CCGs: a voyage into the commissioning unknown

Doctor checking blood pressure

The 1st April was for many of our local partners—carers’ centres and schemes who support hundreds of thousands of carers across England— approached with some trepidation.

In recent years Primary Care Trusts have had responsibility for commissioning services to support carers. Carers Trust and our local partners have worked hard—and pretty successfully I have to say—to make the case for supporting carers, explaining how putting comparatively small amounts of money in can really make the difference between carers being able to cope and maintain their health and wellbeing, or becoming ill or the caring role breaking down. If a carer is unable to keep caring, believe me, it costs a lot more.

Starting from scratch?

We’ve spent years documenting the evidence  showing how providing information and advice, breaks from caring, supportfor GPs to identify carers, and high quality replacement care can make a real difference, and in some areas of England, it is possible that little may change.

However, where there is a complete change in commissioners and decision makers, we may well have to start from scratch, making the case all over again. Very frustrating.

Already we are hearing that some of the new Clinical Commissioning Groups (or CCGs) are giving notice on contracts for local carers’ services as they intend to review all the services they commission. This is incredibly destabilising. We will keep making the case for carers, and we know our local partners do a brilliant job and will battle through this. But  if commissioners don’t understand why supporting carers is important  we could be in for a bumpy year.

Watch this space

During this year of change, some senior staff from carers’ centres and schemes  are going to be blogging for us, writing about their experiences, so we can see what all of this means for those who are trying to make sense of it on the ground.

They’ll  be writing about their hopes and fears, whether the structures are becoming clearer or more confusing, and what the impact of all of these changes have been for them, their staff, and carers and families locally. We’ll all learn from the stories they have to tell.

I have a deep feeling of unease about the year ahead. I  hope that for many, if new structures and contracts are needed these are put in place quickly to secure their future  and stability for a number of years ahead. I fear, however, it’s not going to work quite like that everywhere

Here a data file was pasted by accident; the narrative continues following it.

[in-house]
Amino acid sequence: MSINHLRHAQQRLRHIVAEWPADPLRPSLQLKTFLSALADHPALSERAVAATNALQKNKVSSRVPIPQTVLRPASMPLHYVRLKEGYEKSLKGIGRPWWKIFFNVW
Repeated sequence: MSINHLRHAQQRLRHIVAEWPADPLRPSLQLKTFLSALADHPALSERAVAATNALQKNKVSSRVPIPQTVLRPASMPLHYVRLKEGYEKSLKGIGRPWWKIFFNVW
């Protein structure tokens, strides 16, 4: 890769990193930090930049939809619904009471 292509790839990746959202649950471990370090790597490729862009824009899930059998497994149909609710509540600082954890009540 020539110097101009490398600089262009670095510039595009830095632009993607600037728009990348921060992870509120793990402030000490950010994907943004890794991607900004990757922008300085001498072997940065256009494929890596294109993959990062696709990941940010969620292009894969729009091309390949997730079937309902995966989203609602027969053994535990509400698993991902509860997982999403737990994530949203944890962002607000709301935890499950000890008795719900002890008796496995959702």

What do you think about the NHS commissioning changes?  How are they affecting you?

Keep reading over the next year to hear what our band of bloggers have to say.

March 28, 2013 - Posted by | Health, Uncategorized | , ,


  1. 😦 Yet another shake up – when will it end?!
    I believe in the saying “if it ain’t broke don’t fix it.”
    I just hope that they realise the importance of supporting carers and realise it quickly.
    If we all stood up and said “We’re not doing this anymore” where would this government be then?? Bankrupt!!
    They need to open their eyes and understand how important carers are to this country.
    [Rant over – sorry but it makes me so angry, especially if it puts services in jeopardy! 😦 )

    Comment by Victoria Taylor | March 28, 2013 | Reply

  2. Reblogged this on sincereblogdotcom.

    Comment by antoniasincere | March 30, 2013 | Reply

  3. Hi,
    i work for Essex Carers Support and have been working closely with the North east Essex CCG for quite some time around their engagement model and by encouraging carers to speak up and by collecting and raising carers issues, we have been able to influence the whole way engagement works in our area.

    The model is now called “the public, patient and carer engagement strategy” and we have an elected position on a high level forum (just below the board) to speak up for carers!

    I’m hoping it will mean that things in our area will be better than they have been in the past.

    Comment by Ryan Jones | April 3, 2013 | Reply

    • Hello Ryan,
      I’m a carer in Devon however I want to thank you for your commitment to carers. Sounds like you’re doing a great job! Thank you Josie

      Comment by Josie Gould | April 18, 2013 | Reply

  4. […] now, one month in to the new arrangements for NHS Commissioning, what does this mean on the ground? A new dawn of choice and options, or chaos and confusion, or […]

    Pingback by Local NHS Commissioning — the upheaval begins « CarersBlog | May 2, 2013 | Reply

Leave a Reply

Fill in your details below or click an icon to log in: Logo

You are commenting using your account. Log Out /  Change )

Google photo

You are commenting using your Google account. Log Out /  Change )

Twitter picture

You are commenting using your Twitter account. Log Out /  Change )

Facebook photo

You are commenting using your Facebook account. Log Out /  Change )

Connecting to %s

%d bloggers like this: